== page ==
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'The Look of Silence' delivers heart-wrenching rawness

Joshua Oppenheimer's follow-up to The Act of Killing is both contemplative and bleak

For his second documentary, The Look of Silence, filmmaker Joshua Oppenheimer returns to the subject of his Oscar-nominated first, The Act of Killing. Both films bring to light the nightmarish atrocities of the anti-communist purge in Indonesia in the mid-1960s. But as the title might suggest, the new film is a much quieter, more contemplative one than its 2012 predecessor, which conveyed the horror and absurdity of those events by having the perpetrators reenact their deeds for the camera, a task they took on with surreal vigor.

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In The Look of Silence, we instead follow the story of Adi Rukun and his family as they look into the circumstances around his brother's death during Indonesia's bloody past. In some of the film's most excruciating scenes, Adi watches video recordings of interviews with his brother's killers, who are casually remorseless on camera about their methods.

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Though the anti-communist furor in Indonesia was fanned by the military, the atrocities were in many cases carried out by local vigilante groups. Killers and victims were — and in many cases still are — neighbors. Adi discovers that his older brother's killers live just down the road, and one by one, he confronts them in his plainspoken, patient way, seeking to understand if they're capable of expressing remorse. It slowly becomes clear that Adi, a gentle optometrist with a young family who visits the killers under the guise of testing their vision for new glasses, doesn't want revenge or confrontation, but an opportunity to understand and even forgive.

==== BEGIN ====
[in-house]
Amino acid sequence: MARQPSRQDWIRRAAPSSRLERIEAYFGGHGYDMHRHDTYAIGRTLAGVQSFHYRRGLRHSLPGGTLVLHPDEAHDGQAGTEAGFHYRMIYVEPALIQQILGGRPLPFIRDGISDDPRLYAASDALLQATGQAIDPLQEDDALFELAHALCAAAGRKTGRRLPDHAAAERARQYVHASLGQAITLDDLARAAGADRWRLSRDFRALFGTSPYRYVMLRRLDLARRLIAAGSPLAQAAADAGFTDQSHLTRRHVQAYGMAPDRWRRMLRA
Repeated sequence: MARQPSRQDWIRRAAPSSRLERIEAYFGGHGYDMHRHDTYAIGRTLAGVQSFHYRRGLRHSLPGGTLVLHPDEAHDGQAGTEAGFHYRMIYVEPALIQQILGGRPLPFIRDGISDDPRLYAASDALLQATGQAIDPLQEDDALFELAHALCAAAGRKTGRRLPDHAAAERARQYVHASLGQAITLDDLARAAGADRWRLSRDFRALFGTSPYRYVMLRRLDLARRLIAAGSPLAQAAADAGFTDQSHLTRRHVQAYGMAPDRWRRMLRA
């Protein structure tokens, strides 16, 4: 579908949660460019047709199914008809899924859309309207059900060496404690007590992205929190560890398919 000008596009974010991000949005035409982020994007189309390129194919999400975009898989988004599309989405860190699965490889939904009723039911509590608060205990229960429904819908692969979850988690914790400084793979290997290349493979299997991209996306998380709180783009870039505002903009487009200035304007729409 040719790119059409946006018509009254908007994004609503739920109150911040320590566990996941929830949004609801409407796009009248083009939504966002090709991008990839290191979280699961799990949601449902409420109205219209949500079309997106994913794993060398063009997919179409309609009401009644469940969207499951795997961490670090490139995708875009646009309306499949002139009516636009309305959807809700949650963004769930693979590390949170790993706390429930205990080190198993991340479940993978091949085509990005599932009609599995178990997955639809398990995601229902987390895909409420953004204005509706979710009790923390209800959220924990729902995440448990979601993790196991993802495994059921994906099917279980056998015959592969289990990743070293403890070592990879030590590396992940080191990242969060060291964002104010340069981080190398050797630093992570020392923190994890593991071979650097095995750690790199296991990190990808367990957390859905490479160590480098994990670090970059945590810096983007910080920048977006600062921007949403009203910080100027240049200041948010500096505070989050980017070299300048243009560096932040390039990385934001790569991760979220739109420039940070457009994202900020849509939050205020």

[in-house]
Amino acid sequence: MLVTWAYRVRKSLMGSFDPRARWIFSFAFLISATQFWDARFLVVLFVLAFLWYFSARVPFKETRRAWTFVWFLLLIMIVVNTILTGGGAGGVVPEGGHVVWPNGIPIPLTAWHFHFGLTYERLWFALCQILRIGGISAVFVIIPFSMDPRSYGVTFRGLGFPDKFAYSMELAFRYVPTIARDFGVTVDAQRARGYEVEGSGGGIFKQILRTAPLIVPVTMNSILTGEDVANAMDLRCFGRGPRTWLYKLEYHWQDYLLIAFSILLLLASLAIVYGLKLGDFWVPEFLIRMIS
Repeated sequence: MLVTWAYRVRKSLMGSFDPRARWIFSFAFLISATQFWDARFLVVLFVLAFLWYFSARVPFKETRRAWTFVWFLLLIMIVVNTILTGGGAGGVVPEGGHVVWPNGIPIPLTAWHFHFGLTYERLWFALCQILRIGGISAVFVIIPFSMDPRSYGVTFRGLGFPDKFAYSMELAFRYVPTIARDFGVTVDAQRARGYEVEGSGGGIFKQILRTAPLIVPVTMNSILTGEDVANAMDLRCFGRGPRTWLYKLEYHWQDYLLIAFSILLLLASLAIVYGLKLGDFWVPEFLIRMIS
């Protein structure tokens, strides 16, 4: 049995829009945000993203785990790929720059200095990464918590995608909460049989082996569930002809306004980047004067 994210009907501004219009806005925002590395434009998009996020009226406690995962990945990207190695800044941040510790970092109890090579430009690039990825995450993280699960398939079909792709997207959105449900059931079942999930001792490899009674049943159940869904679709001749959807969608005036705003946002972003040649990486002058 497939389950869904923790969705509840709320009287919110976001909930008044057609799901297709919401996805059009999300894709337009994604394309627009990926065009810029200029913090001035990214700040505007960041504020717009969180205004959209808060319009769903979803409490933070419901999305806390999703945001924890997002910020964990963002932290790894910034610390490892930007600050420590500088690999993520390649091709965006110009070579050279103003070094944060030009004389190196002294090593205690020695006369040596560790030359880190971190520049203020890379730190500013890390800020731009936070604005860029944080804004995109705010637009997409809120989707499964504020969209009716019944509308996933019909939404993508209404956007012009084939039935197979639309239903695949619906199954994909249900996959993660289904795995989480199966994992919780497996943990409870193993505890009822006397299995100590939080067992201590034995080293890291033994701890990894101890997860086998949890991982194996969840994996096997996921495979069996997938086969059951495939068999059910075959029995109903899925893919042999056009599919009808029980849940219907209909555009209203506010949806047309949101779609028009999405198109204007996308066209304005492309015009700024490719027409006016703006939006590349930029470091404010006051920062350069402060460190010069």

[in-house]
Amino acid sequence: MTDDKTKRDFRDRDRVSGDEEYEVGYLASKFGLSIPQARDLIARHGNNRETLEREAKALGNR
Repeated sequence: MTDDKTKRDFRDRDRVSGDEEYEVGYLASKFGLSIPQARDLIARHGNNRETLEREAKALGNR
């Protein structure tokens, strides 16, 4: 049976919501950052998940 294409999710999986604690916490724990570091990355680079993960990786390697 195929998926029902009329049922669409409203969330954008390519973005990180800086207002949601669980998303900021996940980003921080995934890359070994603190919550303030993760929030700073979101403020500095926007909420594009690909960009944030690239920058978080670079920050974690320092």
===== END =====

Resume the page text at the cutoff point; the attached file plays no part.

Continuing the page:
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The focus in both of Oppenheimer's films is not so much on the banality of evil (though that is present in abundance), but on the sheer, enduring arrogance of it, and its seeming triumph and lack of self-recrimination. If there's remorse, it seems self-indulgent, even meaningless. "You ask too many questions," Adi is told again and again by the perpetrators, who all share the smug confidence of power, money, and position. "The past is past" is the phrase they use to dismiss him; some even threaten that the trouble could come again to those who ask too many questions. You can note in the closing credits how many of the people who participated in making the film wanted, understandably, to remain anonymous.

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The film departs from Oppenheimer's earlier documentary in a moving way, by focusing on the permanent devastation that violence brings to victims' families. In one of the film's most touching scenes, Adi's mother bathes the body of his emaciated, centenarian father. There and throughout the film, it's possible to see the pain of the loss of the family's eldest son still written on their faces and bodies.

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The Look of Silence offers a bleak, crystal-clear look at an incomprehensible, unspeakable subject. Devastatingly, nothing boils down to an easy, uplifting, or hopeful message here. As in The Act of Killing, Oppenheimer opens a window to a world many of us would prefer not to see. It's a world where the past can be buried, the innocent suffer, the guilty triumph, and everyone must live together side by side. (4 out of 5 stars)



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